While in South Sudan last year, I (Bear) attended one of only 2 Jum Jum churches. Traditionally the Jum Jum live in small villages about 50 miles North of Doro. SIM started reaching these people in the 1950s but was forced to leave due to insecurity at that time. Up until now, the Jum Jum have remained largely unreached. However, due to the bombing and fighting in that area they fled in 2011. Now they live just down the road from our Doro base!
The number of believers is small, between 200 and 300. But we rejoice as one of our colleagues recently attended a baptism of 20 new believers!
The preacher of the day was an elder in the community and one of the very first believers. There is no Bible in the Jum Jum language. Therefore, he reads from his English Bible, then translates and expounds on the word in the Jum Jum language. Our team partners with other literacy experts who start Bible translation into the Jum Jum language this month.
Pray with us for the efforts of our teammate, the translation process and the growth of these 2 small churches.
While many workers have partnered with them, for the past six years, one SIM Ethiopian couple has remained constant, pouring into people in Doro through evangelistic efforts. They have shared Jesus and discipled new believers, yet with the influx of refugees the needs and challenges have grown immensely. They continue to lead Bible studies with groups in the refugee camp and show evangelistic films, like the Jesus Film. However, more workers are needed.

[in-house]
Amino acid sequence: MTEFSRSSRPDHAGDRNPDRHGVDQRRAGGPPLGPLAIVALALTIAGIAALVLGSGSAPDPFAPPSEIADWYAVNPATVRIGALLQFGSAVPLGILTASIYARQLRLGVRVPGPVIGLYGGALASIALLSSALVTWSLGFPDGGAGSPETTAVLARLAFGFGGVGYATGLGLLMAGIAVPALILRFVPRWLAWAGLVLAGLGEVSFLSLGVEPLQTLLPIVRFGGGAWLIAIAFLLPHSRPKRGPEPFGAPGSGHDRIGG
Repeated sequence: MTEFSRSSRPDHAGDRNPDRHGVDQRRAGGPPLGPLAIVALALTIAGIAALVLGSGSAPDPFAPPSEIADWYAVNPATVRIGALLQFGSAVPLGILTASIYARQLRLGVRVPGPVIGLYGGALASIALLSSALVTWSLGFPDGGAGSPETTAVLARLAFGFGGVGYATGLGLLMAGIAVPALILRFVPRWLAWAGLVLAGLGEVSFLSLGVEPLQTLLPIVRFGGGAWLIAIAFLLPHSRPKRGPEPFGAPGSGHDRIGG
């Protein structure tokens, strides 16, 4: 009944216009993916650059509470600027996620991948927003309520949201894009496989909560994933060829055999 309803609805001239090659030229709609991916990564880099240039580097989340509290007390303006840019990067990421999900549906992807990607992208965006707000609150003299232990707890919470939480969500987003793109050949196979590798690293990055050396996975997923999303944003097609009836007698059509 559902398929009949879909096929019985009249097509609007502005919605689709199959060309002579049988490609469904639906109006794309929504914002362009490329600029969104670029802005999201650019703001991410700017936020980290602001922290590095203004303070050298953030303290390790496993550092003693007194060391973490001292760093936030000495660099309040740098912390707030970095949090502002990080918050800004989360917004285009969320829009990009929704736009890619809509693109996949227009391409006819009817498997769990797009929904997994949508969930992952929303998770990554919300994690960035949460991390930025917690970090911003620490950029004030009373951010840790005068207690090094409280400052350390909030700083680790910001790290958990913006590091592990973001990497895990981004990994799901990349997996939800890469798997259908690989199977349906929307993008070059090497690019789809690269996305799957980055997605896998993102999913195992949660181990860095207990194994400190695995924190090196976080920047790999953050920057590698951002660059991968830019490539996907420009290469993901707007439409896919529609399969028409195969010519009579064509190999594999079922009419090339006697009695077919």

Showing the Jesus Film
Earlier this year SIM organized an Ethiopian team scheduling them to come for six weeks. On November 12 they arrived in Doro! The team leader, Sebsibe, came early to finalize plans and meet the Sudanese translators. As he approached Pastor Abraham, the leader in charge of the Uduk refugee churches, warm greetings broke out between the two. Thirteen years earlier, Sebsibe was Pastor Abraham’s mentor in the faith at a refugee camp in Ethiopia! Both were overjoyed to meet again and to work together among many desperate for the Truth.
The Lord is doing a mighty work. Even now, some have already committed their lives to Christ. We look forward to hearing more from our teammates in the coming weeks as they recount salvation stories and witness the Lord working and moving in many hearts at this time. We are also lifting the team in prayer as this is a spiritual battle. Prayer is powerful, effective support that we can lend from afar. Join with us!
Education opens doors, widens a person’s world view, gives the opportunity for a better life, and most importantly unlocks Scripture. Education is also one of the largest needs in South Sudan. The literacy rate in South Sudan is 27% and women’s literacy is only 16% (CIA Factbook). Only one in four South Sudanese over the age of 15 can read and write and only one in six women can read and write. While there are a few primary schools in the area, there isn’t a high school in Mabaan County. Nevertheless the need is huge, especially with the recent influx of refugees.
Singing lessons from an SIM missionary.
Last year, SIM closed the only high school in the Yabus area (now part of Sudan) because of insecurity. This school is reopening in Doro. Many former Yabus students are among the incoming refugees. These students easily obtained jobs for Non-Government Organizations (NGOs) in the area, reinforcing the value of education. They have seen firsthand the opportunities that education can afford.
Students help rebuild their school.
An SIM couple from India serves as project manager for the school. Their team includes a builder and head teacher from Kenya as well as teachers from Australia and India. Recently authorities finalized the necessary paperwork registering the school with the South Sudanese government. The first stage of construction should be finished in the next couple months. The students are excited to continue their studies when the school reopens in February 2013. SIM is excited to play a part in training and educating future leaders of this country.